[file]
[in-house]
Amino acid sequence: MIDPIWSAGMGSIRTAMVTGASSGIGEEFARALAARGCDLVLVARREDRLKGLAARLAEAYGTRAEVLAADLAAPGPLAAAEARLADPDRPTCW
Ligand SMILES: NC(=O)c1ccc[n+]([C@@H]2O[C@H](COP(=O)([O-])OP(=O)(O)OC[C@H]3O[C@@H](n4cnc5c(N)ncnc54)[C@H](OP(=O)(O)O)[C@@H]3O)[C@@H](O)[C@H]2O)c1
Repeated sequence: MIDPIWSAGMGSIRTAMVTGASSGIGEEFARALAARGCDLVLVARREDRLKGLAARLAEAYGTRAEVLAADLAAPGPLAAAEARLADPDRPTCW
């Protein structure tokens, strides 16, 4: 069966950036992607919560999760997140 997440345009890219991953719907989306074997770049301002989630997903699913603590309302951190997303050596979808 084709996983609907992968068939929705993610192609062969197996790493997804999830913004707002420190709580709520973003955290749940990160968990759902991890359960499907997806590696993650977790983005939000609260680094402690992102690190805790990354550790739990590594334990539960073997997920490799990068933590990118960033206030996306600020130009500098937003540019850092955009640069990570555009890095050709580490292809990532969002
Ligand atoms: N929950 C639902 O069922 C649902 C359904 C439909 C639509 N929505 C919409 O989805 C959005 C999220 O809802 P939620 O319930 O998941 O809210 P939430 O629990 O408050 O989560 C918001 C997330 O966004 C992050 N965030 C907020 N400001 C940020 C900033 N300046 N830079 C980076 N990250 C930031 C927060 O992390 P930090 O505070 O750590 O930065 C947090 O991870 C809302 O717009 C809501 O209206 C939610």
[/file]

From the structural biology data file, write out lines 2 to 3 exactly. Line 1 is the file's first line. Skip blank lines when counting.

Amino acid sequence: MIDPIWSAGMGSIRTAMVTGASSGIGEEFARALAARGCDLVLVARREDRLKGLAARLAEAYGTRAEVLAADLAAPGPLAAAEARLADPDRPTCW
Ligand SMILES: NC(=O)c1ccc[n+]([C@@H]2O[C@H](COP(=O)([O-])OP(=O)(O)OC[C@H]3O[C@@H](n4cnc5c(N)ncnc54)[C@H](OP(=O)(O)O)[C@@H]3O)[C@@H](O)[C@H]2O)c1